To compare peripheral refraction
changes along the horizontal and vertical meridians induced by three different orthokeratology
(OK) lens designs: BE, Paragon CRT, and Contex lenses.
Nineteen subjects (6M, 13F, mean age 28 ± 7 years) were initially fitted with BE OK lenses in both eyes which were worn overnight for 14 days. Central and peripheral refraction
and corneal topography
were measured at baseline and after 14 nights of lens wear. After a minimum 2-week washout period, one randomly selected eye was re-fitted with a Paragon CRT lens and the other eye with a Contex OK lens. Measurements were repeated before and after 14 nights of lens wear.
The three different OK lenses caused significant changes in peripheral refraction
along both the horizontal and vertical visual fields (VFs). BE and Paragon CRT lenses induced a significant hyperopic shift within the central ±20° along the horizontal VF and at all positions along the vertical meridian except at 30° in the superior VF. There were no significant differences in peripheral refraction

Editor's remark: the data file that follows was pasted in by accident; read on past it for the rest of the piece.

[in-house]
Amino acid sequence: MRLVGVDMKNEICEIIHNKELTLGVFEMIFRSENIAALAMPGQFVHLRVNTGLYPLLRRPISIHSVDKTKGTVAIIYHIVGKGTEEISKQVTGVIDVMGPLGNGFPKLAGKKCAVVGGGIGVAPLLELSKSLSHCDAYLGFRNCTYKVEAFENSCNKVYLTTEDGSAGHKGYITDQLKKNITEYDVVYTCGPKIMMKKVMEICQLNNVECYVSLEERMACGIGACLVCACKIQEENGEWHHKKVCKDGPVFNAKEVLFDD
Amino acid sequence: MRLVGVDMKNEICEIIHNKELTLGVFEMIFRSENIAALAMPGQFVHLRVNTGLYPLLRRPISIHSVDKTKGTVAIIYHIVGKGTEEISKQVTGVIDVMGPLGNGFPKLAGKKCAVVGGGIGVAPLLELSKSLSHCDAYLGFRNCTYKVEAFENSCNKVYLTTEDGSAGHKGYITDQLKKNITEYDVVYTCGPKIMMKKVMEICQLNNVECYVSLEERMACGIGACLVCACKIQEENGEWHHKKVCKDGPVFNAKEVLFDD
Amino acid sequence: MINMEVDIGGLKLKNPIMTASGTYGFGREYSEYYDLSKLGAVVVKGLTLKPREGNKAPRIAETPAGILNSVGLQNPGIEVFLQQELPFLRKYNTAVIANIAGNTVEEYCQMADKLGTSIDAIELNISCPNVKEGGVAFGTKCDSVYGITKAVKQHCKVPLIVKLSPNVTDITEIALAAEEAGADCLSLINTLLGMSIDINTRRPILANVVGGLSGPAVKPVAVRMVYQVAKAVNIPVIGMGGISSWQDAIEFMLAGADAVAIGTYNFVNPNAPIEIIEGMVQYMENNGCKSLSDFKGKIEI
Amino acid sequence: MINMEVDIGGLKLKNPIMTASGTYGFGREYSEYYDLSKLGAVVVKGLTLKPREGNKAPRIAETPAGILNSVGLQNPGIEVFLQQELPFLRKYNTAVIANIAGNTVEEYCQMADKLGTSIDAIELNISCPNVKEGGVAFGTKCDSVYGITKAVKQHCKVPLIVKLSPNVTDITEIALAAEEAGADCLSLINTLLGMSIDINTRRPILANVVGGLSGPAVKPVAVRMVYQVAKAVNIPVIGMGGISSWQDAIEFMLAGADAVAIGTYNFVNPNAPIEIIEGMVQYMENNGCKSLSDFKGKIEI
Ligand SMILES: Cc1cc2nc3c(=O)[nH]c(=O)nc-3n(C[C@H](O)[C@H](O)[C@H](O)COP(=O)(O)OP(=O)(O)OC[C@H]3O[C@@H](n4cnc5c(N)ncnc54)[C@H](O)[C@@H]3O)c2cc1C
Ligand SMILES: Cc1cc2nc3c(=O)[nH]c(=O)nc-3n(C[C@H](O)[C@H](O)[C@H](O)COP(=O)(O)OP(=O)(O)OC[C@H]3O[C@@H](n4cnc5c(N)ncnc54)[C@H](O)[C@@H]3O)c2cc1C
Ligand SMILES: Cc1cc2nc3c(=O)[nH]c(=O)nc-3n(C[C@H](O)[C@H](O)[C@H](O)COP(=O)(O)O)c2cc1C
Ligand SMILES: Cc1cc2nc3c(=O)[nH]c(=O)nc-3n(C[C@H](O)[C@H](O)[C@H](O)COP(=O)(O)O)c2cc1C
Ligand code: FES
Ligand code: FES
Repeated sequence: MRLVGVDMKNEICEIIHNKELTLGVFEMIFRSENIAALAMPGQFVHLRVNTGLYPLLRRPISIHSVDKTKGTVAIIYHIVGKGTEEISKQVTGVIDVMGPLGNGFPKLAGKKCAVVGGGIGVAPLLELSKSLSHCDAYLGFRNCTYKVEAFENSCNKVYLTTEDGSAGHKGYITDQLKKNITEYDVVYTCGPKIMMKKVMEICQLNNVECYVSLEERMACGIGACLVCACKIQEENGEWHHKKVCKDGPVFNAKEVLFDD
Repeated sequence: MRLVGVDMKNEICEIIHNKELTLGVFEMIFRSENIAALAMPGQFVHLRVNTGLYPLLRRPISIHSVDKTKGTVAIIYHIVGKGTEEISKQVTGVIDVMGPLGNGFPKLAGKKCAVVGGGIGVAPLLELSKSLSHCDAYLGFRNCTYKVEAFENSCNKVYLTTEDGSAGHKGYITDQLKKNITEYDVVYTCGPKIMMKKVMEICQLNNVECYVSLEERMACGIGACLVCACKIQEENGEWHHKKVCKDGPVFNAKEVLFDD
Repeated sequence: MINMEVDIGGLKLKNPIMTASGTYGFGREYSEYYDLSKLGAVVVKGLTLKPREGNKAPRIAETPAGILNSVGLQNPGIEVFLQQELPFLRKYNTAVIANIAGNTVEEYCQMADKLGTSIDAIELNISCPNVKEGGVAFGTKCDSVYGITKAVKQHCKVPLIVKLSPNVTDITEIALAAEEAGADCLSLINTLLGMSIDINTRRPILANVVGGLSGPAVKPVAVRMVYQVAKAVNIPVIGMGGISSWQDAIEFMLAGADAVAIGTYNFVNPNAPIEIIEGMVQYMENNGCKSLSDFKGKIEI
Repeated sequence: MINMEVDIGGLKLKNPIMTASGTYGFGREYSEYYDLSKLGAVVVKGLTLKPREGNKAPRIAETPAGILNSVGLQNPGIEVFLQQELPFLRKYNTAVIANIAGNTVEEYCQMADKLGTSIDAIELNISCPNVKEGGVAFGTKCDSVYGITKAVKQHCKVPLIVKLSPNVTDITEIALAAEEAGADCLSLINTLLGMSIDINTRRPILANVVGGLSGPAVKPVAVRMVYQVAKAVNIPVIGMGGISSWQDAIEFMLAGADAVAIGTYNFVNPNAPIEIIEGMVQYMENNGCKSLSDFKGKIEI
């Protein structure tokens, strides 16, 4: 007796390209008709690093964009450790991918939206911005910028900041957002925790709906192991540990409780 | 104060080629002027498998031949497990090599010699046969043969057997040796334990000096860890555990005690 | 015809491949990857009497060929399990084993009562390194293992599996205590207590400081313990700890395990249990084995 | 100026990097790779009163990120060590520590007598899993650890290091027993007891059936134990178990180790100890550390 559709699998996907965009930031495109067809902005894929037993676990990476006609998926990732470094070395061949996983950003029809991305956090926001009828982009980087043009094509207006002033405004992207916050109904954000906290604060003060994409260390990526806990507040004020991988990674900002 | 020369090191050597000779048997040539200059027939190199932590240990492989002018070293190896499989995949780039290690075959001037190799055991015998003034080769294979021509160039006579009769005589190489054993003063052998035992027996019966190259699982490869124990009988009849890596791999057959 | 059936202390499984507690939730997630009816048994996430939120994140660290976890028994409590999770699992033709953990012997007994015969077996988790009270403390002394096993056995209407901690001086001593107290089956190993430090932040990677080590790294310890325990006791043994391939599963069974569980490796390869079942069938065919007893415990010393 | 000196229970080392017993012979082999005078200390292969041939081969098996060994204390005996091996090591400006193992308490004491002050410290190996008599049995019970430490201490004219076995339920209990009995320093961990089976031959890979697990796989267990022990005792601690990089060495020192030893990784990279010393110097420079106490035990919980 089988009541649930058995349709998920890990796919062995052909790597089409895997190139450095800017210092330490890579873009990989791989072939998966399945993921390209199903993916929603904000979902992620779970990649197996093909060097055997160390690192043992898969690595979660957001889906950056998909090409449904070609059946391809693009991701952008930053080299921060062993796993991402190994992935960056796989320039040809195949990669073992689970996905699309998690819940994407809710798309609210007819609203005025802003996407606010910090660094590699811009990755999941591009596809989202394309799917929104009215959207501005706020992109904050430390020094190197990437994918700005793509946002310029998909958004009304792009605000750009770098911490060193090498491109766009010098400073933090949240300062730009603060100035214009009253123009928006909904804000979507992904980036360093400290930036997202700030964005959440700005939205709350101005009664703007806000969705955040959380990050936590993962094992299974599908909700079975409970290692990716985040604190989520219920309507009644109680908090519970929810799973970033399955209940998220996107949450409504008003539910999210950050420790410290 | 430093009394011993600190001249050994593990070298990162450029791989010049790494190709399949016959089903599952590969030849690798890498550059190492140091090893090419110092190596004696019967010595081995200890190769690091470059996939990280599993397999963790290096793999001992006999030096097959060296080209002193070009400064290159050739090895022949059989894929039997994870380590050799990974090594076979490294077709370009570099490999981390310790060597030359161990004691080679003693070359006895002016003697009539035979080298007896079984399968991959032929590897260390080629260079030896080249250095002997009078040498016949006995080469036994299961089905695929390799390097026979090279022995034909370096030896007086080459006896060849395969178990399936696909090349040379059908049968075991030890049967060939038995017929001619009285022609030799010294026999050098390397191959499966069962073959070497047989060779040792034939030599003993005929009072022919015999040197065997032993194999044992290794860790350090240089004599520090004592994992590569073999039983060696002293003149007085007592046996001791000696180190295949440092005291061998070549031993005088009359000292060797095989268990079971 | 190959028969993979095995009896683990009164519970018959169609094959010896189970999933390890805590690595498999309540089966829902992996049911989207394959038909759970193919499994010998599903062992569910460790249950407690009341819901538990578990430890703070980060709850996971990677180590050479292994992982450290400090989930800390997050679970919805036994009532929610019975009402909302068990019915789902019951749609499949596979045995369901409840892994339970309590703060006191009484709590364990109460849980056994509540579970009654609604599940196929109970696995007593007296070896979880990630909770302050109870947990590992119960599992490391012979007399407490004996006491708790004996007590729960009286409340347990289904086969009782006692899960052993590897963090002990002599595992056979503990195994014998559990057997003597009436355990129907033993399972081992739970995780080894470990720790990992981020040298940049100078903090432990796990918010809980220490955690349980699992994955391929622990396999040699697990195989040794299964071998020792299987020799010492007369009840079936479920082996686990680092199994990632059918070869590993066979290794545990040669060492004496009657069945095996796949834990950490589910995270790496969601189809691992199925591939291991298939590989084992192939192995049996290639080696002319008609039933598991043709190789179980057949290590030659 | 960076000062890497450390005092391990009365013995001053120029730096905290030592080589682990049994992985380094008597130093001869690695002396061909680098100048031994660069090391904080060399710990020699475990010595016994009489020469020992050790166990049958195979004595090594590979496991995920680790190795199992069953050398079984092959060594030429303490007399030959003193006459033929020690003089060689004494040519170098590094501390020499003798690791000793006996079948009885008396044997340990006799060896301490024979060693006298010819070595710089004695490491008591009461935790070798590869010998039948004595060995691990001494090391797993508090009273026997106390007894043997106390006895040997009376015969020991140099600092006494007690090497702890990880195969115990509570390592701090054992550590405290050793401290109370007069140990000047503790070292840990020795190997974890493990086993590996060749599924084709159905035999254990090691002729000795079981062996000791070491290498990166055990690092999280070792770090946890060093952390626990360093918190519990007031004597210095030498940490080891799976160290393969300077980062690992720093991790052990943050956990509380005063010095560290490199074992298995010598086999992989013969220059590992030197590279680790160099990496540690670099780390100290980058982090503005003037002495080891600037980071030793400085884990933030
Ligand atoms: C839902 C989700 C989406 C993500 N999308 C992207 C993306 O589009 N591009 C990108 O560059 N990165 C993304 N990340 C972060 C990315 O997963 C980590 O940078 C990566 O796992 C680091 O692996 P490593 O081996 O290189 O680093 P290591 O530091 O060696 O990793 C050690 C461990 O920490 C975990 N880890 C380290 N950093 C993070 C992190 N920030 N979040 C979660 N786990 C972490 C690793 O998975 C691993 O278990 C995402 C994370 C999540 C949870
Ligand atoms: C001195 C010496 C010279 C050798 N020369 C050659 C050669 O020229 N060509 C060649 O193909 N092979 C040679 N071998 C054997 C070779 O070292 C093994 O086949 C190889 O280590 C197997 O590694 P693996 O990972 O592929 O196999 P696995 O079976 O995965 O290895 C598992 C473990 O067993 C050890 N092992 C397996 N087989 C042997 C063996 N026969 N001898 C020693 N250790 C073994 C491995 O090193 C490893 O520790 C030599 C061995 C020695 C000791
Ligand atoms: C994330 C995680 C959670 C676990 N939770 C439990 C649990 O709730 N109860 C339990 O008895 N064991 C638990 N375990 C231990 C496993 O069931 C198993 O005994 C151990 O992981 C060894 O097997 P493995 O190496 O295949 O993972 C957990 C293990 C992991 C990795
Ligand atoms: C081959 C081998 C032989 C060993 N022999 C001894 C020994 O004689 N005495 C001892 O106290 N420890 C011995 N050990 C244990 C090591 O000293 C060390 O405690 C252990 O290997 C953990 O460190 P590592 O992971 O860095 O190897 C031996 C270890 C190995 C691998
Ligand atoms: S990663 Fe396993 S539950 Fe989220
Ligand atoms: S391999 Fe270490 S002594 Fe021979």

changes induced between BE and Paragon CRT lenses. When comparing BE and Contex OK lens designs, BE caused greater hyperopic shifts at 10° and 30° in the temporal VF and at center, 10°, and 20° in the superior VF along the vertical meridian. Furthermore, BE lenses caused greater reduction in Flat and Steep K values compared to Contex OK.
OK lenses induced significant changes in peripheral refraction
along the horizontal and vertical meridians. Despite the clinically significant difference in central corneal flattening induced by BE and Contex OK lenses, relative peripheral refraction
changes differed minimally between the three OK lens designs. If the peripheral retina influences refractive error development, these results suggest that myopia control
effects are likely to be similar between different OK lens designs.